After lunch (with those few graduate students who weren’t left sulking in their cubicles muttering, "Fuck him") at "this great little Mexican place we always go to," Arthur was dropped off back on campus at a modern art history class. In advance, he’d sent its students photocopies of an unpublished (and probably unpublishable) "serious" essay by him on recent large-format color photography. The class and Arthur discussed it for an hour. Near the end of the session, a student asked Arthur why he hadn’t brought any "really contemporary" slides with him. Arthur said that he would have had to borrow them from galleries as a favor, and that would be a bit of a conflict of interest. The student crossed her arms, leaned back in her seminar chair, and glowered at him. Another student -- a skinny, goateed white male -- asked Arthur why white males were so overrepresented among art critics, and said that he "would much rather have heard from a woman of color." Arthur replied, with misplaced attempted humor, that he’d tried to get a race-and-gender-change operation in New York before coming to Arizona, but that elective surgery was difficult to schedule. The second student cast his eyes sideways at the first, and they silently agreed: What a prick.

Arthur prided himself on an ability, fueled largely with caffeine, to slog through this kind of schedule with even-handedness, aplomb and even a bit of enthusiasm and insight. What, however (he often wondered during this particular marathon), would some more eccentric, thin-skinned or (he’d concede) passionate, and more deeply "concerned" critic or artist have done with a hazing like this? Would they have drunk heavily, smoked dope, thrown tantrums or just out-rightly refused to undertake the more odious tasks on the agenda? Arthur told himself that it was a big, wide, not-always-wonderful world out there and that, as a grown boy and professional critic, he ought to have been able to move smoothly through it without being haughty, offended, outraged or depressed. On the flight home, he was only one of those things.

*     *     *
Eleven phone messages awaited Arthur at the office. Ten of them were from museum publicists or gallery workers "calling to confirm" that he’d received their e-mail or postal invitations. The other was from his old pal Ted at the Timberline Art Colony. Ted wanted to know if Arthur would be interested in doing another visiting critic stint. Arthur probably would have been -- eventually -- but not right at that moment or anytime during this freshly bloomed summer. Ted also asked Arthur to give him a call. He had some news he didn’t want to leave in Arthur’s voicemail.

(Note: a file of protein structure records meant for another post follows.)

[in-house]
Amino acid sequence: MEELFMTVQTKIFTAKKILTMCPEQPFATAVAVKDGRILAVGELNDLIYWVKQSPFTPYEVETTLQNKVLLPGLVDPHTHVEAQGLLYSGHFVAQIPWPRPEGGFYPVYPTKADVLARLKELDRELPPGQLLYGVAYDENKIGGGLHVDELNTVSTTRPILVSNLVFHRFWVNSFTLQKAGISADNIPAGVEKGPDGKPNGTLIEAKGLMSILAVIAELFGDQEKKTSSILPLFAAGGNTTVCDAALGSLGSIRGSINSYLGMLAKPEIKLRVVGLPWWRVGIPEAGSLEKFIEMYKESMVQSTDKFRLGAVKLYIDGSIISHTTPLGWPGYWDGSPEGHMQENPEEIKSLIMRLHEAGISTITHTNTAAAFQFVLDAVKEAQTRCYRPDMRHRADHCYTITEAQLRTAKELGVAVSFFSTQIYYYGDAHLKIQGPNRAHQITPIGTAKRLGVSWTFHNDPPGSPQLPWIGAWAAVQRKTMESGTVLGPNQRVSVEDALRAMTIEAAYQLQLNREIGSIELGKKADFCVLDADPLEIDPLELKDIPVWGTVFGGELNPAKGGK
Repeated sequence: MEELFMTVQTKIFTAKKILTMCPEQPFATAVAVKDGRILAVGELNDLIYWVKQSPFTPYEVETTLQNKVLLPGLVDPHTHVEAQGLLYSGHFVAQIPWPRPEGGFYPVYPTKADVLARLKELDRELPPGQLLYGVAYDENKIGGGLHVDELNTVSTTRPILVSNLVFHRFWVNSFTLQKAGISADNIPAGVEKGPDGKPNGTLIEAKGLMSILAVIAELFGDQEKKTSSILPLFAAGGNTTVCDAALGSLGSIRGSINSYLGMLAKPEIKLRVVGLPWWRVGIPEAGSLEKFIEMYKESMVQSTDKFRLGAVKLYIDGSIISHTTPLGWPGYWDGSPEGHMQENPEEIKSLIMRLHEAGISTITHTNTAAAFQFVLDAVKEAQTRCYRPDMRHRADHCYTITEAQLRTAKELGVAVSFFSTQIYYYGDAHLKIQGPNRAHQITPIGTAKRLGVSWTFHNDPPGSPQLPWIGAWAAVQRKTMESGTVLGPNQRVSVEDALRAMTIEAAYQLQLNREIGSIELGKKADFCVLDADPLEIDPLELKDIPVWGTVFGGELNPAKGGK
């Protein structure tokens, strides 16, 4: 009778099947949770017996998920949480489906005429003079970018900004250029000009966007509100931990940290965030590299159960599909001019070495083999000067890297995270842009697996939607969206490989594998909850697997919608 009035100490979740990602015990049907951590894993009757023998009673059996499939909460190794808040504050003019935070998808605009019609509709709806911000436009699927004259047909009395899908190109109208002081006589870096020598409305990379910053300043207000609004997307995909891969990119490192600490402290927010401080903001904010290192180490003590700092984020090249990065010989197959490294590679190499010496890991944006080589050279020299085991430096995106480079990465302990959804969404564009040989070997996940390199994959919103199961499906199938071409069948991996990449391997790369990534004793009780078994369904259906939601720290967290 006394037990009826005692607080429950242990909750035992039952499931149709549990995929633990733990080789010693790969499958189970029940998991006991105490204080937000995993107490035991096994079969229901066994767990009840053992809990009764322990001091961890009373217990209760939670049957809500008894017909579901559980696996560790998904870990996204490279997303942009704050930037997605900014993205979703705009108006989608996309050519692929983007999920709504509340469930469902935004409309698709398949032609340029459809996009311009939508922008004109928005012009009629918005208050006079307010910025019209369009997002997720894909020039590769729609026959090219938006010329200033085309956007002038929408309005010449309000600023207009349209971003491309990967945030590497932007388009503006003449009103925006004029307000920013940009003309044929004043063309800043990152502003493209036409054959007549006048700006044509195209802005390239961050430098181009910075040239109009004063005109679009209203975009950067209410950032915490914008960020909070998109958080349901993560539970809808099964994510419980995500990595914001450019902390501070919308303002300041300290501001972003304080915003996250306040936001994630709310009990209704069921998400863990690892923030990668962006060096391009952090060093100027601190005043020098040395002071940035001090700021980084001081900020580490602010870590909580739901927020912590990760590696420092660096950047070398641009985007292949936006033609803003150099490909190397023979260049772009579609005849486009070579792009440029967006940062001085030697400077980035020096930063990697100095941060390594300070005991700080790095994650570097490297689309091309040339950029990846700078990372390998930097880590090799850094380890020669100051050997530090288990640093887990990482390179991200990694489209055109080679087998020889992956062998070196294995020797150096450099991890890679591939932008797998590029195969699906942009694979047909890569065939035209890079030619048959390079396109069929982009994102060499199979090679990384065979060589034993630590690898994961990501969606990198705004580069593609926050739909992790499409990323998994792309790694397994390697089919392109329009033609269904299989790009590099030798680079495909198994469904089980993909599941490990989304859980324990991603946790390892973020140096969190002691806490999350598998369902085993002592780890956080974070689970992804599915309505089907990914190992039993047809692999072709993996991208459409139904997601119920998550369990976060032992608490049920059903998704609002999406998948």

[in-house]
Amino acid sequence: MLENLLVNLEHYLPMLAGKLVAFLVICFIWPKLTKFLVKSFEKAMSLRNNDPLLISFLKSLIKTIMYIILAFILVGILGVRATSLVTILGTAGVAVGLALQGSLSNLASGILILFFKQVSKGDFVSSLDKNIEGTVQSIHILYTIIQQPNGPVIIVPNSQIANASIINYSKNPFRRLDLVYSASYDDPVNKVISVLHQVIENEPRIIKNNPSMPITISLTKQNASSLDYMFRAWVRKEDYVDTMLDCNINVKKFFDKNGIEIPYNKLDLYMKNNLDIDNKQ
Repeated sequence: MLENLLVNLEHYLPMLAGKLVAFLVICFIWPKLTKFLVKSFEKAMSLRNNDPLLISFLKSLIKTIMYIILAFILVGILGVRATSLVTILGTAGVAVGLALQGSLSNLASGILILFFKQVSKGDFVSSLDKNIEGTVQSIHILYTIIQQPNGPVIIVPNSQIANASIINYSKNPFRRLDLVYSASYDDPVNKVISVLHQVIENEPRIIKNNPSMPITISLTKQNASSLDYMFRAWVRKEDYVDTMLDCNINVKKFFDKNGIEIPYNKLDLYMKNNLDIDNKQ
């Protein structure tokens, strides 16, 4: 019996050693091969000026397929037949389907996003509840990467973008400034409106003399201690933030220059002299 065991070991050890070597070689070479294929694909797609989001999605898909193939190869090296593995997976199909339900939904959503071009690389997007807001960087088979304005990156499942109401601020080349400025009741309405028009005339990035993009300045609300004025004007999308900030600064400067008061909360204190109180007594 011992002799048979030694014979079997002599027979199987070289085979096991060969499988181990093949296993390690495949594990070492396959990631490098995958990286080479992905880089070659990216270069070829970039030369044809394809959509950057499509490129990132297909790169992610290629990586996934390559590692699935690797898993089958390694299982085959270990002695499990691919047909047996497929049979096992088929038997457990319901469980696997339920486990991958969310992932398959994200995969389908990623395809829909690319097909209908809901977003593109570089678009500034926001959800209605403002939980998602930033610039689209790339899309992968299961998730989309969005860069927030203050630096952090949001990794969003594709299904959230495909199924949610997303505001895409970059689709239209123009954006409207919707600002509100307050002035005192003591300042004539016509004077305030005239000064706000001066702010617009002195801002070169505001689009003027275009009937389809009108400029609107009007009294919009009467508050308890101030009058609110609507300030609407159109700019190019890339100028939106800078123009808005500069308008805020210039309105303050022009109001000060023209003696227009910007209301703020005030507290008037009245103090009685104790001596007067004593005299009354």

"Ted," Arthur said. "You called."

"Arthur. You sound tired."

"I am tired," Arthur said. "I spent the better part of a week out in the desert, bringing a bit of New York grit to those mesa-top spiritual-type artists you love so much."

"Don’t be nasty, Arthur," Ted said. "I’m the real thing in that department. I work at it. I’m up to ninety minutes a day of total stillness. Those people you’re talking about think meditation is an FM station you can tune in on your Concho belt. Anyway, would you like to come up again, in the fall? We’d love to have you."

"En principe," Arthur said. "But my mind is fried from giving advice and listening to artists tell me what they’re interested in, as if watching the Discovery Channel digitally reconstructing mummies or listening to books-on-tape about the Hopi way of knowledge are fucking accomplishments. You know, Ted, that’s what gets me most: that inflated self-regard for what wannabe artists are ’interested in.’ It’s either Hindu myths or Chinese poetry or subatomic particle physics or breakthroughs in DNA research or preventing the destruction of our precious natural heritage by greedy corporations. Hey, I agree with all of that. . . I think. But how those mere interests are supposed to lift a bunch of namby-pamby, autotherapeutic amateur artists right up there with. . ."

"Tom Mannheim?" Ted said. Arthur felt a pain in his chest. But he felt no anger toward Ted. Ted didn’t deal in gossip, even with his visiting critics and artists. He just read the newspapers and the art magazines, like everyone else. He didn’t know.

"Point taken," Arthur said. "I overestimated him a bit, didn’t I."

"To my way of thinking you did," Ted said. "I happened to be in the city at the time, and saw the show. Except for sheer heft and industry, it wasn’t all that much."

Arthur wanted to change the subject. "You said you had news," he said.

"Koenig died last week," Ted said. "I called to tell you and got your out-of-office message. We had a gig scheduled, too. It’s very sad, but not just for that."

"Aw shit," Arthur said, in a crude but heartfelt blurt of sadness. "How old was Abe, exactly?"